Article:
Wow! In my 20 years of teaching Science, never have I seen such a wonderful attitude towards learning from an entire school. I have been so proud to be in the classroom watching our students' thirst for knowledge and understanding.
Dr William Naylor joined our department for the first two terms whilst Ms Helen Boothby was studying the Nature of Science in the New Zealand curriculum. Helen went to Lincoln University and study fossilised rat poo and how rats may have led to the extinction of the moa. Ms Boothby re-joined us in Terms 3 & 4.
A special thank you to Mr Tony Palmer and Ms Alex Aitken, who also joined our department this year and taught our Year 7 and 8 classes. I know all of those students had a great time this year.
There have been so many memorable moments this year, it is so hard to write about all of them as it would require a whole chapter. So here are a few…
Year 7s were exposed to the Project Based Learning being used by the Year 9 and 10s. Instead of focussing on a community project like the Year 9 & 10s, the students in Year 7 were asked to get into groups of 3 and develop a space rescue mission. The scenario was that an astronaut had been left on Mars and needed to be rescued. It was going to be a 300 day mission in which they would have to battle against a number of challenges. All students had 7 checkpoints that they were expected to meet along the way. The checkpoints ranged from practical drawing and design of the spaceship to action plans. The concept was based around the movie 'The Martian ' with some exerts being used to discuss issues in space travel. The groups had 3 weeks to complete the project and all groups managed to do this well. Not only was it great learning but all the students applied themselves to the task.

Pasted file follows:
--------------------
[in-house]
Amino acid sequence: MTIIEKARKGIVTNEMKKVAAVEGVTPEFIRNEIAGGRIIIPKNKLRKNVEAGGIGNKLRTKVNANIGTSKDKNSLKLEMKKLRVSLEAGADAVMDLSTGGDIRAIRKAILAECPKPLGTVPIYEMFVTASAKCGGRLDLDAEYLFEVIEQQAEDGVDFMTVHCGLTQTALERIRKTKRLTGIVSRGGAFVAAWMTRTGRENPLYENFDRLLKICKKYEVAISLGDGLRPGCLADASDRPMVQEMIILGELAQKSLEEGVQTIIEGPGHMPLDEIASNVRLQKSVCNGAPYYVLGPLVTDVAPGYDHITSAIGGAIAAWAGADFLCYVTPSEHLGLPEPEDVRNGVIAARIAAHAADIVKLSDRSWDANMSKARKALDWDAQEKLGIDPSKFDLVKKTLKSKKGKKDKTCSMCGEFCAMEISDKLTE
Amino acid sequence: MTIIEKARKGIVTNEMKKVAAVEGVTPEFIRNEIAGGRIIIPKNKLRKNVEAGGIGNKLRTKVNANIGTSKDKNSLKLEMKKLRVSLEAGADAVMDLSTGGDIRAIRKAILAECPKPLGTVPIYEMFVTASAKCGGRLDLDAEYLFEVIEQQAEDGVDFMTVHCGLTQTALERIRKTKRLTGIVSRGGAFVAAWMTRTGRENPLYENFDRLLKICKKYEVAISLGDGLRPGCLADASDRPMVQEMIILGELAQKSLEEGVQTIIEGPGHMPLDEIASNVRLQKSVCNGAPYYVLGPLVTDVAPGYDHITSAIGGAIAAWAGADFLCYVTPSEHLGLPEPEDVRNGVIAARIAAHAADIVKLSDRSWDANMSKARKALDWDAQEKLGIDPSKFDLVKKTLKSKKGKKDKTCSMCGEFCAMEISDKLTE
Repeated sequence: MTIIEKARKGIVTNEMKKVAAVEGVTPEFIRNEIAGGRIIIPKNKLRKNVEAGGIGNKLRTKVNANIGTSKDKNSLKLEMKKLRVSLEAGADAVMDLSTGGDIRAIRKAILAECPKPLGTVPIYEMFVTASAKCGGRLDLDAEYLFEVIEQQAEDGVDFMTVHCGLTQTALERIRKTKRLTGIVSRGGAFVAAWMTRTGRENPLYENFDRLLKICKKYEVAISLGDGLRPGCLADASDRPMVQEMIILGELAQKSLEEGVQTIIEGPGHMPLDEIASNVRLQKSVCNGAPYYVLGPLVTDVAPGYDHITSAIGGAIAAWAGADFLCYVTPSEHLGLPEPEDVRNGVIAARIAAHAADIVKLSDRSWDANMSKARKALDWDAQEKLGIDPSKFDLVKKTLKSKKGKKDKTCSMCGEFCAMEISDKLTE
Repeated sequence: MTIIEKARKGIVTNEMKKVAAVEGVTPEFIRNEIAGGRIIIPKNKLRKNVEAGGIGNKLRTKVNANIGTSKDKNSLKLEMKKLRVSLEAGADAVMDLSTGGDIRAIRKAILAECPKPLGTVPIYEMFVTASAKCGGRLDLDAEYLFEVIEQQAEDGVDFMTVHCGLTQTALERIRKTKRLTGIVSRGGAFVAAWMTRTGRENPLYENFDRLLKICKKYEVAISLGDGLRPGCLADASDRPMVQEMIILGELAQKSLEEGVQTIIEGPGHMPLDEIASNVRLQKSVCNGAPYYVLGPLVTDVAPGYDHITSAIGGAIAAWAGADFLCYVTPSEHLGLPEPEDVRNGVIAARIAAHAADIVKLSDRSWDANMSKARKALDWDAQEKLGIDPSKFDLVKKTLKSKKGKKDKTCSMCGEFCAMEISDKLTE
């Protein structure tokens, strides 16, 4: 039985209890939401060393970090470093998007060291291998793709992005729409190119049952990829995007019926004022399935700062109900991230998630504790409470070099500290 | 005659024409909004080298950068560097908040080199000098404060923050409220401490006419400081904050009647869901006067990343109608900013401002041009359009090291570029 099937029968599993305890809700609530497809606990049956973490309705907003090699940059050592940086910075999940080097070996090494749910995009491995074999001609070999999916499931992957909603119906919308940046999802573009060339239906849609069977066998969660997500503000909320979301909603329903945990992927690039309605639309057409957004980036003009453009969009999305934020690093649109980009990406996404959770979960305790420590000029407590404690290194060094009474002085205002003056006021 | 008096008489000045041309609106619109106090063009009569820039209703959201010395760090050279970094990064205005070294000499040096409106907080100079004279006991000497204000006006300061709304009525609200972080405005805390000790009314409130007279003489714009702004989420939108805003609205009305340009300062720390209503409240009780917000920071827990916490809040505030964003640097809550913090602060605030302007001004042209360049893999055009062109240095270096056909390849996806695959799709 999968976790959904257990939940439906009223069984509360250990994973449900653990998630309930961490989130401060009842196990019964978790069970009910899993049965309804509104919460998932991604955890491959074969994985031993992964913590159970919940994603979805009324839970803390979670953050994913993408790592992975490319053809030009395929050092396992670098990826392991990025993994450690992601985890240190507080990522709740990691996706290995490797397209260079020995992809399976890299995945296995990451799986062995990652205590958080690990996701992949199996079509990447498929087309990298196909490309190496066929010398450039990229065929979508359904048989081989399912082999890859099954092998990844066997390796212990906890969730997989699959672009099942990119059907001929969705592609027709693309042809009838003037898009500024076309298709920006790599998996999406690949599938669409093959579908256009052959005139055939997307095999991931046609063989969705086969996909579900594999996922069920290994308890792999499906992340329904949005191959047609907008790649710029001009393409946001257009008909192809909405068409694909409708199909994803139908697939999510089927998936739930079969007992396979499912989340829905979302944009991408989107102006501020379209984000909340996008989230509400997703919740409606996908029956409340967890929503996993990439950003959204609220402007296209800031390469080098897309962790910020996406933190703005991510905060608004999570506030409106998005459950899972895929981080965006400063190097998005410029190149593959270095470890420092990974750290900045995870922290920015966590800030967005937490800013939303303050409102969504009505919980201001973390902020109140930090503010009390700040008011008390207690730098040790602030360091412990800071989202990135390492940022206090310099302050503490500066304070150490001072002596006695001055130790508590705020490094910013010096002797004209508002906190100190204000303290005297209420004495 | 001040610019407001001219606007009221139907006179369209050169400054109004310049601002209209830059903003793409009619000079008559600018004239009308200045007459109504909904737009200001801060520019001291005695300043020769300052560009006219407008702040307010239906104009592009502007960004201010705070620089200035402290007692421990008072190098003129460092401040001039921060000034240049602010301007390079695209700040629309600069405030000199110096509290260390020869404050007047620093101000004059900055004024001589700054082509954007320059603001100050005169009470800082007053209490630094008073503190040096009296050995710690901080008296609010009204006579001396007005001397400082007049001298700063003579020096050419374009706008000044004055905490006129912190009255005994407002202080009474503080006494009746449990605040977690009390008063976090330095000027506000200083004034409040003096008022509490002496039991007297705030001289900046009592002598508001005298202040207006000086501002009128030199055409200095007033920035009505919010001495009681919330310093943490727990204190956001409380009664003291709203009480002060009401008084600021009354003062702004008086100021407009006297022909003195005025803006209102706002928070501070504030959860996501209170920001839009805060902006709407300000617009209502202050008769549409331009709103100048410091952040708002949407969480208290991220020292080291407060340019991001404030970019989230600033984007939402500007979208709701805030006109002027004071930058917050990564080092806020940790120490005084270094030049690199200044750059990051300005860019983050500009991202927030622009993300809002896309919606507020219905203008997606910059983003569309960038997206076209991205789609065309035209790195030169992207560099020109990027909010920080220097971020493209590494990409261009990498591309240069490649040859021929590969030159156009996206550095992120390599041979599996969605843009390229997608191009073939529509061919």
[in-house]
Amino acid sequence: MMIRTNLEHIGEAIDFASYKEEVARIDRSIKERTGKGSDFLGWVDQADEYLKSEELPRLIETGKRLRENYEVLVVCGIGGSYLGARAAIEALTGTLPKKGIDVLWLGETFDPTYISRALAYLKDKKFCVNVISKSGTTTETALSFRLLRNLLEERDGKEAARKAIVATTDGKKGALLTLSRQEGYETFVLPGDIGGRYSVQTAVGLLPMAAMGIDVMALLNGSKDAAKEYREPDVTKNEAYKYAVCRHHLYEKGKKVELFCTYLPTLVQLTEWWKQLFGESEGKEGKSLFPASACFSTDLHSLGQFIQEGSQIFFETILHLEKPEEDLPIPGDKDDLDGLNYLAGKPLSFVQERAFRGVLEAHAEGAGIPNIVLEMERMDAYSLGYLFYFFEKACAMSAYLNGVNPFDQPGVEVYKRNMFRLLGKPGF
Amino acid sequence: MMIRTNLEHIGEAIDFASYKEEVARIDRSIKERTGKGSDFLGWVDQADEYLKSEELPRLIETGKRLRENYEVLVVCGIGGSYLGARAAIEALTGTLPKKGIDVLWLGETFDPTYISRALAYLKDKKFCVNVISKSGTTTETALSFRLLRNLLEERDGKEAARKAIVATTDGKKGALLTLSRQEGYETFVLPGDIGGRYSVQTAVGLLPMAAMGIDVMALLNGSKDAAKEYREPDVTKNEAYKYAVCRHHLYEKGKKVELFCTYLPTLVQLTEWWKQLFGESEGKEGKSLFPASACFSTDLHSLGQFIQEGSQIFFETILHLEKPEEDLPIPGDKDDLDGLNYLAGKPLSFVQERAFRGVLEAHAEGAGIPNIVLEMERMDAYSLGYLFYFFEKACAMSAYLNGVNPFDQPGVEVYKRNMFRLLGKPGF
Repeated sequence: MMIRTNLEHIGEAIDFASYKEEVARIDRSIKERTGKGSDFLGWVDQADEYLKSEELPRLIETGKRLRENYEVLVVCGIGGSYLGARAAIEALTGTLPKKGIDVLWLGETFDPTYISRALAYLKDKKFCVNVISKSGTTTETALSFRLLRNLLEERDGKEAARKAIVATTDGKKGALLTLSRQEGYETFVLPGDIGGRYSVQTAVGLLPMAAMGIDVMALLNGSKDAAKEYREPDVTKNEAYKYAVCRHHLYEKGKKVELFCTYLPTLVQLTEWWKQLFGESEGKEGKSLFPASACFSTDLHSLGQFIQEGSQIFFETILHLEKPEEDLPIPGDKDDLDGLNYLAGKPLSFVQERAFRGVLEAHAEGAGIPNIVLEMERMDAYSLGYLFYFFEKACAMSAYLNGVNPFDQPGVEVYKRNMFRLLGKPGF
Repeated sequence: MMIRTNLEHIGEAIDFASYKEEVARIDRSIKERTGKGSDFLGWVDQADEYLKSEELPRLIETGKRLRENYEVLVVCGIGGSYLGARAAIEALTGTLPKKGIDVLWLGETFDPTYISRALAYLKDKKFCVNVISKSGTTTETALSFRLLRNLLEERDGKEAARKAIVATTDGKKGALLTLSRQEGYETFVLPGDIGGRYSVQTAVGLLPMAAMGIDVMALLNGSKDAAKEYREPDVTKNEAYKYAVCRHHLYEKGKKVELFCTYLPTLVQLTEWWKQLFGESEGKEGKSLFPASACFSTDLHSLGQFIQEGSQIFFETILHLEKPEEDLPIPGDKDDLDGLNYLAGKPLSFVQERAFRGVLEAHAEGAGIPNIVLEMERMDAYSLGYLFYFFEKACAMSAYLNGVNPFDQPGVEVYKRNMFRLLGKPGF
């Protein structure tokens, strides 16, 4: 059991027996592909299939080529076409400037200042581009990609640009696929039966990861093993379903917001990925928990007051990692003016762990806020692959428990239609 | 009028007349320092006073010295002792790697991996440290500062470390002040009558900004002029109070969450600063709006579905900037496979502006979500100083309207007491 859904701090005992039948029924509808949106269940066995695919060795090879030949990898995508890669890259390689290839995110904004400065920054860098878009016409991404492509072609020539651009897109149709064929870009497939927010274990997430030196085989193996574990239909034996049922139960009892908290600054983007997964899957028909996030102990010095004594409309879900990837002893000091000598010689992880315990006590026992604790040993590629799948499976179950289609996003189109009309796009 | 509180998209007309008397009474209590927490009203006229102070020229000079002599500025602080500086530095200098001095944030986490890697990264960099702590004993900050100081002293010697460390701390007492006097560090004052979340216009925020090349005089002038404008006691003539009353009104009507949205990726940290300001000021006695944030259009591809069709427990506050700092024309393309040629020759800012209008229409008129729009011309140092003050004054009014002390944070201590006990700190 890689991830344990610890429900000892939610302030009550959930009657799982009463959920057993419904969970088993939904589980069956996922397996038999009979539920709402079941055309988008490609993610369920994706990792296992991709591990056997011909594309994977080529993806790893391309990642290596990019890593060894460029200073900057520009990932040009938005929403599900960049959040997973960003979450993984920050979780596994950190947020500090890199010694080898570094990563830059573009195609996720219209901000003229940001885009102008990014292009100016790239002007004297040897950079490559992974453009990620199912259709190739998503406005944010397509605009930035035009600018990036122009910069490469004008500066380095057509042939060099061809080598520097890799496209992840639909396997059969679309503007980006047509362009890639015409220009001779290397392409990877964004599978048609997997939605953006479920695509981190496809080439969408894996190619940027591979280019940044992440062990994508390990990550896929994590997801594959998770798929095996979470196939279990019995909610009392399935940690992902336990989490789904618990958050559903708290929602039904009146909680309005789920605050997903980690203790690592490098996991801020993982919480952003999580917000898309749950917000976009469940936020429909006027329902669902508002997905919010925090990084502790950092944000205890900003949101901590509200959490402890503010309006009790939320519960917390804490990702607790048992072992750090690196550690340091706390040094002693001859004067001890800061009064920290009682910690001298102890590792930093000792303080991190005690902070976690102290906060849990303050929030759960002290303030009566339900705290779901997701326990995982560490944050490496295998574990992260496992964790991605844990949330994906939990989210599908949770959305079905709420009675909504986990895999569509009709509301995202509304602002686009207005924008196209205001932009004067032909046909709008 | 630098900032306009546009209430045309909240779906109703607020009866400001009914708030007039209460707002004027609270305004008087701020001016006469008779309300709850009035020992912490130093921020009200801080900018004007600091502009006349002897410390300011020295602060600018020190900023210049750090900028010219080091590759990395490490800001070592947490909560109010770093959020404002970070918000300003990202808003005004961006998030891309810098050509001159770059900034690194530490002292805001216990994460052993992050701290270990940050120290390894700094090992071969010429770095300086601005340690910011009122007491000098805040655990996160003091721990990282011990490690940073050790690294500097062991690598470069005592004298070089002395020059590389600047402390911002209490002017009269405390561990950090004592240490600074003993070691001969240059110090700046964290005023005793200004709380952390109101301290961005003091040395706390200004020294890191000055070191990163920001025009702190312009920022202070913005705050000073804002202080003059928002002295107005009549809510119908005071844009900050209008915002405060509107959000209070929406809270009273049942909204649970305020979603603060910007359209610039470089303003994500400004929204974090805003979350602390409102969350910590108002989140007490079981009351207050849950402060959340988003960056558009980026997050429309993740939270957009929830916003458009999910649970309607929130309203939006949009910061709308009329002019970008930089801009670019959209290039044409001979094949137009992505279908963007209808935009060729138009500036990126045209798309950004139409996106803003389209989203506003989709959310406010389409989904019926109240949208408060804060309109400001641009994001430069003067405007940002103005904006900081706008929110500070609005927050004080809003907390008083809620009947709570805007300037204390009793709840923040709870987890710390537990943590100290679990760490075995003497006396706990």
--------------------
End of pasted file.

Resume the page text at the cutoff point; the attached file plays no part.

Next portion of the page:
Year 10 students had a lot of fun shooting off bottle rockets, wiring a house, studying earthquakes, measuring the speed of cars along Waterloo Road and doing some very interesting experiments with Mr Minto. I was really proud when some of the Year 10 girls even wanted to help out with the Year 7 classes to make bird feeders.
In Year 11 this year, the students had half a year of practical work. There were three major investigations and plenty of other minor experiments. The Physics investigation was on bending light and how that affected how mirages formed and why diamonds sparkled. The Chemistry investigation was on how different chemicals reacted with each other. The Biology investigation looked at how effective antiseptics were at killing bacteria. I was blown away by the hard work every single student in Year 11 put into their studies this year. Many students came into the Science labs during intervals and lunchtimes to get extra assistance in preparation for their examinations.
Well done Hornby High School! You have had a brilliant year.
Head of Science